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Rosetta Probe Directly Discovers Organic Molecules on Comet

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Gautam Naik reports: The probe that landed on the surface of a comet has discovered organic molecules, the most rudimentary building blocks of life, according to the German agency involved in the mission.

“A study of the comet’s organic materials ‘will help us to understand whether organic molecules were brought by comets to the early earth,’ which could have kick-started life here.”

An instrument aboard the Philae lander detected the molecules after “sniffing” the comet’s atmosphere. An organic compound is one whose molecules contain the carbon atom, the basis of life on earth.

“We are very confident that in coming months we’ll get more sun and power and Philae can be reactivated.”

— Stephan Ulamec, Philae lander manager and scientist at the German Aerospace Center

Scientists are analyzing the data to see whether the organic compounds detected by Philae are simple ones—such as methane and methanol—or a more complex species such as amino acids, the building blocks for proteins. A drill on Philae also obtained some material from the comet’s hard surface, but data about organic molecules from that experiment have yet to be fully analyzed. Read the rest of this entry »

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The Probe That Launched a Thousand Shirts

Space scientist Matt Taylor apologized for the shirt he wore during live coverage of the Rosetta mission to land a probe on a comet. VPC

Better not to land a spaceship on a comet than let men wear sexist clothing.

Glenn Reynolds writes: So how are things going for feminism? Well, last week, some feminists took one of the great achievements of human history — landing a probe from Earth on a comet hundreds of millions of miles away — and made it all about the clothes.mt

“…what should have been the greatest day in a man’s life — accomplishing something never before done in the history of humanity — was instead derailed by people with their own axes to grind. “

Yes, that’s right. After years of effort, the European Space Agency’s lander Philae landed on a comet  300 million miles away. At first, people were excited. Then some women noticed that one of the space scientists, Matt Taylor, was wearing a shirt, made for him by a female “close pal,” featuring comic-book depictions of semi-naked women. And suddenly, the triumph of the comet landing was drowned out by shouts of feminist outrage about … what people were wearing. It was one small shirt for a man, one giant leap backward for womankind.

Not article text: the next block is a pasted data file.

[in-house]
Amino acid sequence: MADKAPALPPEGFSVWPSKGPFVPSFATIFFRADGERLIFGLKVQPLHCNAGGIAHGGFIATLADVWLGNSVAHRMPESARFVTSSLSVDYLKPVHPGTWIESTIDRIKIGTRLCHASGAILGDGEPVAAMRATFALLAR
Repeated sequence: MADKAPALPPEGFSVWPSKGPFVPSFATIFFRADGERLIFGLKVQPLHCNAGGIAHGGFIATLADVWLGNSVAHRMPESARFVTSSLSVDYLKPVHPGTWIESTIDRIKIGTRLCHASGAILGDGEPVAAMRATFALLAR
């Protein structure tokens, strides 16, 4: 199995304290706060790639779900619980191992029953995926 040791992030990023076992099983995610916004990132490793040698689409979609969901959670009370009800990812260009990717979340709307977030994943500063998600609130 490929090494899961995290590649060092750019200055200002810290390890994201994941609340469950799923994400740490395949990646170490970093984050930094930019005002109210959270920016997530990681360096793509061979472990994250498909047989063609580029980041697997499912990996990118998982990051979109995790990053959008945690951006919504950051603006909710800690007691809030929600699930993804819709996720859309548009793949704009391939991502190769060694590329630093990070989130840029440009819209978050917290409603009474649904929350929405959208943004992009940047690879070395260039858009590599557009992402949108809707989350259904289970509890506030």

“Whatever feminists say, their true priorities are revealed in what they do, and what they do is, mostly,  man-bashing and special pleading”

The Atlantic’s Rose Eveleth tweeted, “No no women are toooootally welcome in our community, just ask the dude in this shirt.” Astrophysicist Katie Mack commented: “I don’t care what scientists wear. But a shirt featuring women in lingerie isn’t appropriate for a broadcast if you care about women in STEM.” And from there, the online feminist lynch mob took off until Taylor was forced to deliver new-schoola tearful apology on camera.

[Glenn Reynolds‘ book “The New School: How the Information Age Will Save American Education from Itself is available at Amazon]

It seems to me that if you care about women in STEM, maybe you shouldn’t want to communicate the notion that they’re so delicate that they can’t handle pictures of comic-book women. Will we stock our Mars spacecraft with fainting couches?

Not everyone was so censorious. Read the rest of this entry »


NASA: Comet Landing The First Step For Humans To ‘Move Off This Planet’

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WASHINGTON (CBS TAMPA/AP) – Following the first successful touchdown on a comet by the European Space Agency’s Philae probe, a NASA director expressed his own excitement by declaring it a big step toward “moving off this planet” and “taking” the entire solar system.

“How audacious! How exciting! The solar system is mankind’s — this mission is the first step to take it. It’s ours… It’s these steps that will lead us beyond this planet and on to Mars and out into the solar system.”

The U.S. space agency’s planetary science head, Jim Green, said the successful touchdown on Comet 67P/Churyumov-Gerasimenko on Wednesday is evidence that the solar system is now in the grasp of wider human exploration, CNET reports. NASA has plans to send humans to Mars in the 2030s, although Elon Musk and Mars One hope to achieve that years earlier. Read the rest of this entry »


Rosetta Spacecraft Lands Robot on a Comet

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Amanda Wills reports: In one of the biggest space successes in years, a spacecraft named Rosetta landed a refrigerator-sized robot onto a comet.

Operated by the European Space Agency, the mission had a 70% chance of success. If Rosetta was just millimeters off on the drop, it could have resulted in total failure.

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This landing is the main reason Rosetta made the 10-year journey to comet 67P/Churyumov-Gerasimenko, which is currently orbiting between Mars and Jupiter.

Rosetta deployed Philae early on Wednesday from about 14 miles away from the center of the comet. Philae is now on its own. The descent took about seven hours. The Rosetta team received the signal from Philae around 11 a.m. ET.

How it all went down

If you’re just tuning in, however, here are the highlights:

2:57 a.m ET:

Rosetta and Philae were cleared for separation despite some issues with the active descent system. Its cold gas thruster, which was designed to push the spacecraft onto the comet as harpoons and ice screws lock it to the surface, wasn’t working. Read the rest of this entry »